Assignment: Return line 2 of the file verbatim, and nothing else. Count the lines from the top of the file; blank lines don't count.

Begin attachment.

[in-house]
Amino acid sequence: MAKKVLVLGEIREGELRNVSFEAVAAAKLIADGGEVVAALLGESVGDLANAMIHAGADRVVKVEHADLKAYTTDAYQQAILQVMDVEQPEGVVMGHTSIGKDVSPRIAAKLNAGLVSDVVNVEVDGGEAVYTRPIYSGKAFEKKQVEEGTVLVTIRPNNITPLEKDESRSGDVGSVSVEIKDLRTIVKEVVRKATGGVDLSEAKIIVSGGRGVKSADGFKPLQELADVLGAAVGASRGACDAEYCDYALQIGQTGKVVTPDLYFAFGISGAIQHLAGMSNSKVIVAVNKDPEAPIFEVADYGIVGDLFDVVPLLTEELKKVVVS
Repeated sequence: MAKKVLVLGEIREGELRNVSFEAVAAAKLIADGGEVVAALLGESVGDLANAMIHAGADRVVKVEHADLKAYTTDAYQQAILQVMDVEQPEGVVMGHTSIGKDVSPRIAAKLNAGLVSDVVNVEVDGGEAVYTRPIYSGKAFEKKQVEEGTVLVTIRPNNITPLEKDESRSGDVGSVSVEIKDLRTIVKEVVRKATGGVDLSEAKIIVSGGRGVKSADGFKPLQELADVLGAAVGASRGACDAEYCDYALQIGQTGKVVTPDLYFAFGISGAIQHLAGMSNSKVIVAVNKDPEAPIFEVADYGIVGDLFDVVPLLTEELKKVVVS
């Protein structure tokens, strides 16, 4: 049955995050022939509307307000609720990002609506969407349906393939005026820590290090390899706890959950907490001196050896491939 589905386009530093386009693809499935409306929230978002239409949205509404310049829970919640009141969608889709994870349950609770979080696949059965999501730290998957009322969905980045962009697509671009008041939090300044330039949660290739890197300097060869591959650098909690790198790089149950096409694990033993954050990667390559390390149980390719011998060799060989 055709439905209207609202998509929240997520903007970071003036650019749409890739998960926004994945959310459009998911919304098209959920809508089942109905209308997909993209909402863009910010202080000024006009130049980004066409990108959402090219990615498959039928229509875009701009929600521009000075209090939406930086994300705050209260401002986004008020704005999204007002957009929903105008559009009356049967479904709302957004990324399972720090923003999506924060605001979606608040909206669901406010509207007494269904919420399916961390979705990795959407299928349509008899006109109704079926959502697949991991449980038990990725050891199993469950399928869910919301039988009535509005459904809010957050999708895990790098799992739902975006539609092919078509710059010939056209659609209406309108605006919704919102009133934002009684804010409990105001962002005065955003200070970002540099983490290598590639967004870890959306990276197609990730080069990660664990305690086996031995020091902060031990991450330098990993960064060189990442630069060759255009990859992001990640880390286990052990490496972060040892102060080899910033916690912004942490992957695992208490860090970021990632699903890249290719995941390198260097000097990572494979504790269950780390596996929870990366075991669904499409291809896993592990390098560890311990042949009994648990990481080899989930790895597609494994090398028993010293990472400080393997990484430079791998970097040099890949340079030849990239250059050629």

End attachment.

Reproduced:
Amino acid sequence: MAKKVLVLGEIREGELRNVSFEAVAAAKLIADGGEVVAALLGESVGDLANAMIHAGADRVVKVEHADLKAYTTDAYQQAILQVMDVEQPEGVVMGHTSIGKDVSPRIAAKLNAGLVSDVVNVEVDGGEAVYTRPIYSGKAFEKKQVEEGTVLVTIRPNNITPLEKDESRSGDVGSVSVEIKDLRTIVKEVVRKATGGVDLSEAKIIVSGGRGVKSADGFKPLQELADVLGAAVGASRGACDAEYCDYALQIGQTGKVVTPDLYFAFGISGAIQHLAGMSNSKVIVAVNKDPEAPIFEVADYGIVGDLFDVVPLLTEELKKVVVS